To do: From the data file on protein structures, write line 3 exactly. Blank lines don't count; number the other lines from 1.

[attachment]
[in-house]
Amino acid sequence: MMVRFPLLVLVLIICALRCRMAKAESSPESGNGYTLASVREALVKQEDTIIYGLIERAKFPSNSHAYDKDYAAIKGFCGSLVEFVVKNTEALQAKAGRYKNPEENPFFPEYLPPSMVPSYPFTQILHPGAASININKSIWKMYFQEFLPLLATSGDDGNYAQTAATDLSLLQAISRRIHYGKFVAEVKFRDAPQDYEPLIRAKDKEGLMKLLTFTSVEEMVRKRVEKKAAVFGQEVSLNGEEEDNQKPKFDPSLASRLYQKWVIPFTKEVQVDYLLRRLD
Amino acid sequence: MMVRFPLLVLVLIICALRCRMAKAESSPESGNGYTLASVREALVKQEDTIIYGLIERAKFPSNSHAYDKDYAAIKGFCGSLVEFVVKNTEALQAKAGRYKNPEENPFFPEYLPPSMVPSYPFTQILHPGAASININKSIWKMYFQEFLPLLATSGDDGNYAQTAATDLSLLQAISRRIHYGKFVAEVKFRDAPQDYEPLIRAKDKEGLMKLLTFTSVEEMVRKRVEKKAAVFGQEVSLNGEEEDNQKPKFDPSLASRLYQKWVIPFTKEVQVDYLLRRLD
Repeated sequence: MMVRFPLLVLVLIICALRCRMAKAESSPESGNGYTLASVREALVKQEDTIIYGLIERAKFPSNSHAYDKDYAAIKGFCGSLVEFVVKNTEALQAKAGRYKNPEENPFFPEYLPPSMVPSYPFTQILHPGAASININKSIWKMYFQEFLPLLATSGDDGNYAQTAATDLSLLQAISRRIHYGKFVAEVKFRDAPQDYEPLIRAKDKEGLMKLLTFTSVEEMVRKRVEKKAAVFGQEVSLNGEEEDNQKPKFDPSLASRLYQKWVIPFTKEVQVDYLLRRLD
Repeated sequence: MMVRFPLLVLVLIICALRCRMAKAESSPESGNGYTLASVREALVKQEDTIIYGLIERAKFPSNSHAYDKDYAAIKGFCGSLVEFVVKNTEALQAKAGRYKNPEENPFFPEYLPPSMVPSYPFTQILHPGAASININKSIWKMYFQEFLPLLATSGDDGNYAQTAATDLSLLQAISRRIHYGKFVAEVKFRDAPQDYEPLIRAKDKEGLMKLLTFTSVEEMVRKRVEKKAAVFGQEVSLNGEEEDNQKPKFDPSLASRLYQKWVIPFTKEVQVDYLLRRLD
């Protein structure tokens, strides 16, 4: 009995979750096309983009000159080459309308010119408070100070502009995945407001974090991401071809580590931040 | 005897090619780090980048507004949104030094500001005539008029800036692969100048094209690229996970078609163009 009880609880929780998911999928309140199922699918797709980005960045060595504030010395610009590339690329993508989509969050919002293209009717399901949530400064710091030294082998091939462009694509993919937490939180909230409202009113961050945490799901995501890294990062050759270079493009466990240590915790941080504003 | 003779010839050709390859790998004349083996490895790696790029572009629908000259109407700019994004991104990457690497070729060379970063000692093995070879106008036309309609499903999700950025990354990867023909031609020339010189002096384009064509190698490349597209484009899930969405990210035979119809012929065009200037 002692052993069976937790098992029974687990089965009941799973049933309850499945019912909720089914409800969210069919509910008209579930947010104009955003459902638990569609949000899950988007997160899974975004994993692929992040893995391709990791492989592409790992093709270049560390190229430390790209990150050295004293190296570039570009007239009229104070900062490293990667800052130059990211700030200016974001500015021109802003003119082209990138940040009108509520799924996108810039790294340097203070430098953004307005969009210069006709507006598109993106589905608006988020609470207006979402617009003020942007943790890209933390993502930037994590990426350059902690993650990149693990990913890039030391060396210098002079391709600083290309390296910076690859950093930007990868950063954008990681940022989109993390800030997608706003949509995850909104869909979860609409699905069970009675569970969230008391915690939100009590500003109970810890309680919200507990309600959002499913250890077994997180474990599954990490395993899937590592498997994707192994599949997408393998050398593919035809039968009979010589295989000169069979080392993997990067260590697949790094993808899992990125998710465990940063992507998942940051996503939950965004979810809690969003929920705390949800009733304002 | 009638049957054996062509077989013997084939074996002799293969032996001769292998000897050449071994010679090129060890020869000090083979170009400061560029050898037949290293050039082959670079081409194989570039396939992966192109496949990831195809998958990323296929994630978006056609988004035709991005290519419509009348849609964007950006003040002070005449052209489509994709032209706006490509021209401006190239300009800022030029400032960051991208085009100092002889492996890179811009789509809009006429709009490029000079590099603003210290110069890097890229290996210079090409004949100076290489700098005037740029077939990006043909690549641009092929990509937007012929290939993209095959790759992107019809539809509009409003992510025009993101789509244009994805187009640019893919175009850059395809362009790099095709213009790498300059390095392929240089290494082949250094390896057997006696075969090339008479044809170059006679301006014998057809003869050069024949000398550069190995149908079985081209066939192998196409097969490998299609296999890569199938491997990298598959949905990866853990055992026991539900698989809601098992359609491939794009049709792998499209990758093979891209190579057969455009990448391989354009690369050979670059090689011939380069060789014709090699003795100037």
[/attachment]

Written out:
Amino acid sequence: MMVRFPLLVLVLIICALRCRMAKAESSPESGNGYTLASVREALVKQEDTIIYGLIERAKFPSNSHAYDKDYAAIKGFCGSLVEFVVKNTEALQAKAGRYKNPEENPFFPEYLPPSMVPSYPFTQILHPGAASININKSIWKMYFQEFLPLLATSGDDGNYAQTAATDLSLLQAISRRIHYGKFVAEVKFRDAPQDYEPLIRAKDKEGLMKLLTFTSVEEMVRKRVEKKAAVFGQEVSLNGEEEDNQKPKFDPSLASRLYQKWVIPFTKEVQVDYLLRRLD